Orchard wassailing events take center stage throughout England this time of year, especially in cider apple-growing regions where local villagers partake in the Halloween-like tradition.

Lantern-lit groups gather in their local orchard, usually on or around Jan. 17, to sing to an apple tree and anoint it with an offering of cider and toast.

There’s also the firing of a gun, a wassailing queen, drinking out of a communal "wassail bowl" and other quirky practices related to this English tradition aimed at warding away evil spirits for a good crop.

Though there are no wassailing events of note in Suffolk or Cambridgeshire this year, the festivals have been revived in recent years in villages in southwest England and Hertfordshire, where large cider apple orchards thrive, said Edward Bartlett, a heritage officer at the Anglo-Saxon Village in West Stow, near RAFs Lakenheath and Mildenhall.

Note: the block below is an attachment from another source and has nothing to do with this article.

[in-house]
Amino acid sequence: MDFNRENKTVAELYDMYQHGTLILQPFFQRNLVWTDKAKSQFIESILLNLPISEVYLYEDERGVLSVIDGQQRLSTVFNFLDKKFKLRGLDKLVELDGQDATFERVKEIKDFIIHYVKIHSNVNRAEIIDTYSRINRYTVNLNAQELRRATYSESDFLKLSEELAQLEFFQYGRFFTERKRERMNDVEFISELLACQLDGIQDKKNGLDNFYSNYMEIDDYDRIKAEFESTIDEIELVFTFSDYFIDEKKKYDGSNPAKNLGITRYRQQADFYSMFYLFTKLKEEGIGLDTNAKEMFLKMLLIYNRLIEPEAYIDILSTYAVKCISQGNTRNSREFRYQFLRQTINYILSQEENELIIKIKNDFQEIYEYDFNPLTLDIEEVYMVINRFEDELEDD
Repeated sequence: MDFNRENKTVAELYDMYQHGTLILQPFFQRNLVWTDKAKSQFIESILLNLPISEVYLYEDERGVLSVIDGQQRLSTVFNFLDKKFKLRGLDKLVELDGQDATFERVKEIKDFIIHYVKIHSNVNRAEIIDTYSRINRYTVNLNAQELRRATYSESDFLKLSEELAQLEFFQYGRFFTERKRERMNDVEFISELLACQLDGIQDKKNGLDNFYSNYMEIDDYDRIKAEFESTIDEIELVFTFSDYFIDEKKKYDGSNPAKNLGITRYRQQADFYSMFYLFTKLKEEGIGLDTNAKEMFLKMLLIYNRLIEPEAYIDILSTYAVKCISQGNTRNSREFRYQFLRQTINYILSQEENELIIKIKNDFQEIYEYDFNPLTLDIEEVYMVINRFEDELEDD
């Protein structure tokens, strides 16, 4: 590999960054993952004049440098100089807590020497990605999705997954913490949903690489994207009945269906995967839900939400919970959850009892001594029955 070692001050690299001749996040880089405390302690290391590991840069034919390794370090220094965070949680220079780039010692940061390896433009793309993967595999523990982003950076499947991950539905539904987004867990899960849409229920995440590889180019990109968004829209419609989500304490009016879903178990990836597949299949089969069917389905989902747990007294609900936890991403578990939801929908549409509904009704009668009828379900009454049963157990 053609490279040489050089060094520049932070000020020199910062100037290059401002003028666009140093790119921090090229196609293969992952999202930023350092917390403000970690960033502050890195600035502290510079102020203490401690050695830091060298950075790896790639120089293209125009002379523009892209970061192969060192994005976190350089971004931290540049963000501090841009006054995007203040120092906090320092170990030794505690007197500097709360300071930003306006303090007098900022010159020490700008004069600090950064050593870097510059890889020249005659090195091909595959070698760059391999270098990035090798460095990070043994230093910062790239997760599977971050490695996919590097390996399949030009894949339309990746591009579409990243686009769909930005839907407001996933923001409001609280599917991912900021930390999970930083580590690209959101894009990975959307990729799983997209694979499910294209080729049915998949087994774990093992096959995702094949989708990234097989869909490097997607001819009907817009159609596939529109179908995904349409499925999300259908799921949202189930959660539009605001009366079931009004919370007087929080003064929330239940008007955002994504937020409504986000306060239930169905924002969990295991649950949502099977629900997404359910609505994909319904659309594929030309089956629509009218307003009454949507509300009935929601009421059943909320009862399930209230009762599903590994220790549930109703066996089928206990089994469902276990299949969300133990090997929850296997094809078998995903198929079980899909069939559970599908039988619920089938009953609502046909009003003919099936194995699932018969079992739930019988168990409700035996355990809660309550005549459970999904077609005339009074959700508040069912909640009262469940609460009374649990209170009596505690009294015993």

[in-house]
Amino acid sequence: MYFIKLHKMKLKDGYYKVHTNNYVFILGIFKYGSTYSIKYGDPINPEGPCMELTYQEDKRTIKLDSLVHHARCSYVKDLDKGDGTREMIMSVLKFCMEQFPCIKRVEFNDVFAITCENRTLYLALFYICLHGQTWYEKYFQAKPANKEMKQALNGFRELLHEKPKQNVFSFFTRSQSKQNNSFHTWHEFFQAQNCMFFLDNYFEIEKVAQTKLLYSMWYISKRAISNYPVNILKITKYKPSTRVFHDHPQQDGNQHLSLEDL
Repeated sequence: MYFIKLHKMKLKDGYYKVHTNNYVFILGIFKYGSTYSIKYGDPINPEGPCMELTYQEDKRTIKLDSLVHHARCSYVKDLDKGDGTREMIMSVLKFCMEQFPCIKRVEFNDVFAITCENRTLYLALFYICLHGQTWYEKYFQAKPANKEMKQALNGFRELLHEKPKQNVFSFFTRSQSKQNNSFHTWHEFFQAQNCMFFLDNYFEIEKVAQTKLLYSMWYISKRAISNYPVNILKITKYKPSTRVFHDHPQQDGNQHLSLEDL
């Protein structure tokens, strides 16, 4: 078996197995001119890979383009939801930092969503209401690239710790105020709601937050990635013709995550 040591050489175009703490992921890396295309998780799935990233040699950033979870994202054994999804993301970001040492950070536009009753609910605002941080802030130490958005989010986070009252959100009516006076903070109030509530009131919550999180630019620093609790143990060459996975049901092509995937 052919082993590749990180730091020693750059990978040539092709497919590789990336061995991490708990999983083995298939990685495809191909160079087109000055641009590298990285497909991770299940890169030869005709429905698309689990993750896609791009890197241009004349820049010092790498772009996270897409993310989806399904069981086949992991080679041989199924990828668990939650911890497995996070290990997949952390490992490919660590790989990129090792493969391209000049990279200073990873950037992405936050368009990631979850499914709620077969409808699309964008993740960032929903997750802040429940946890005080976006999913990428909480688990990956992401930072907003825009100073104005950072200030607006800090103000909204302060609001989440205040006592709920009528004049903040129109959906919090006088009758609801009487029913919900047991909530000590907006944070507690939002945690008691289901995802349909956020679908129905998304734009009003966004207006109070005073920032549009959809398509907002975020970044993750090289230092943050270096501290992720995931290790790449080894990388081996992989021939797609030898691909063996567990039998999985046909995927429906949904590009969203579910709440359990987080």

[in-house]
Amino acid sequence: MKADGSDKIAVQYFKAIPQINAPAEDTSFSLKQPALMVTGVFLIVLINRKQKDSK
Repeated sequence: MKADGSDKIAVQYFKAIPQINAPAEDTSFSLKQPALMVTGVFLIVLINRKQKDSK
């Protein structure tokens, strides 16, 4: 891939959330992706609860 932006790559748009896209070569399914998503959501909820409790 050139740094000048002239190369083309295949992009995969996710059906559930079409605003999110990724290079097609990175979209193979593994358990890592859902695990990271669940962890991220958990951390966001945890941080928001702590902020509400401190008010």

Wassail translates to "good health" in the language of the ancient Anglo-Saxons, Bartlett said. And the toast "given" to the tree dates to old practices of downing cider and other drinks with bits of toast served floating in the liquid — delicious.

Rooted in ancient pagan rituals, wassailing events are much like Americanized Halloween traditions: kid-friendly in its modern incarnation with a little good-natured supernatural folklore.

"Some of it is rather weird," said Bartlett, who attended wassailing festivals as a youth. "But it’s also great because it provides a connection of sorts to some distant past, even if you don’t know quite why you’re doing it. That’s the charm of keeping up tradition, I suppose."

Like Halloween — which is rooted in early Celtic culture — wassailing is associated with the harvesting of food and the forces of nature believed to guide the process.

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